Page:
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Former Tennessean reporter Trent Seibert dies at 47

Trent Seibert, a former statehouse reporter for the Tennessean, has died. He was 47.

Seibert was the founder and editor of The Texas Monitor, which announced his passing on Thursday.

Seibert and then-colleague Brad Schrade in 2005 broke several stories in the Tennessean about problems with the Tennessee Highway Patrol during the administration of then-Gov. Phil Bredesen, including that prominent people were given “honorary badges” that some saw as get-out-of-jail-free cards and that promotions within the THP predominantly went to troopers with Democratic connections.

Bredesen declared early in the series that he often learned of problems at the THP and Safety Department from reading the newspaper, and that he was “tired of The Tennessean doing out work for us.”

Seibert also had reporting stints at the The Denver Post, The San Diego Union-Tribune, Nashville’s WKRN-TV, and KTRK-TV in Houston. Seibert launched and edited the Texas Watchdog a decade ago and did some work for the defunct TN Report. 

Seibert also had a hand in projects with the Tennessee Center for Policy Research (the predecessor to today’s Beacon Center), in breaking the 2007  story about Al Gore’s home in the Belle Meade area of Nashville consuming more electricity in a month than the average American household did in a year.

The Tennessean is (sorta) ending endorsements

The Tennessean is going to focus on helping “citizens make good decisions” rather then on traditional endorsements, according to a fairly confusing column by USA Today Network-Tennessee Vice President Michael A. Anastasi.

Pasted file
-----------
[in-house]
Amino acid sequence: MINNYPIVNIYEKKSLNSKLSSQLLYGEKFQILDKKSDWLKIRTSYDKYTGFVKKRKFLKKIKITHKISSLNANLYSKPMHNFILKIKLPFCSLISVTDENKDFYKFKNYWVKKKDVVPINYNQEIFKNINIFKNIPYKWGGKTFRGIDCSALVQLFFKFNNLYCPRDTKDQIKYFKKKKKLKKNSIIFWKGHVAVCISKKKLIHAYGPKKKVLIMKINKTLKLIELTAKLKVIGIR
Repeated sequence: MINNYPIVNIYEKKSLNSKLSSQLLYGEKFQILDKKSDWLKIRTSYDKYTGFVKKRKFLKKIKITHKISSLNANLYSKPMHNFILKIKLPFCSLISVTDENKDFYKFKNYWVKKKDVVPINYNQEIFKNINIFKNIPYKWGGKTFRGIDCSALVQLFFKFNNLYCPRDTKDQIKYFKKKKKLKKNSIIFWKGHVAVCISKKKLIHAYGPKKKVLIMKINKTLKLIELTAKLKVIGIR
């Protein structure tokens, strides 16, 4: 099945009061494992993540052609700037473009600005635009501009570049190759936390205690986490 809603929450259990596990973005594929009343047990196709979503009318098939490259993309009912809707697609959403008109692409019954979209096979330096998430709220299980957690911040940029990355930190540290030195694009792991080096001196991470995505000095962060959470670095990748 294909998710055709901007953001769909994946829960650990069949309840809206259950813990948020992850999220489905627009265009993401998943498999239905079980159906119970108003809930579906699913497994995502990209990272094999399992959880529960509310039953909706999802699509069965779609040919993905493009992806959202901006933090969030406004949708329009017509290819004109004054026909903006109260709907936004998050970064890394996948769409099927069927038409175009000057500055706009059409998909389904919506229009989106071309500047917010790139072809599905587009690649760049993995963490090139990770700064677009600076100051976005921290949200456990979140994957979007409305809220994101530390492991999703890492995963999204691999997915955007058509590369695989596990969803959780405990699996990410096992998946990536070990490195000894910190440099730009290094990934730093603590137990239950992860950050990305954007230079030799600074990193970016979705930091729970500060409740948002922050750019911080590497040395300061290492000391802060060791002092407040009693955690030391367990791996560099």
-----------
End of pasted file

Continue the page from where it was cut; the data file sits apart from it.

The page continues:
“Contemporary readers want to be able to make smart decisions and learn from balanced perspectives,” Anastasi writes. “But they would rather not be told what to think, according to USA TODAY NETWORK research.”

So all endorsements are out, right? Well, not exactly.

“This does not mean we have stopped doing endorsements; rather, we are focused on races where we believe our opinion adds the greatest value,” according to Anastasi.

That apparently means endorsing Jim Shulman for vice mayor of Nashville and retiring Democratic state Sen. Thelma Harper’s chosen successor, Howard Jones, over state Rep. Brenda Gilmore.

As for that little $50 million-plus race to succeed term-limited Gov. Bill Haslam? Crickets.

Candidate profile season is upon us

Democratic gubernatorial candidate Karl Dean speaks to a business group in Nashville on March 20, 2018. (Erik Schelzig, Tennessee Journal)

With early voting getting underway on July 13, state newspapers are in full candidate profile mode. Today, the Gannett papers look into the background of former Nashville Mayor Karl Dean, while the Chattanooga Times Free Press examines House Speaker Beth Harwell’s record.

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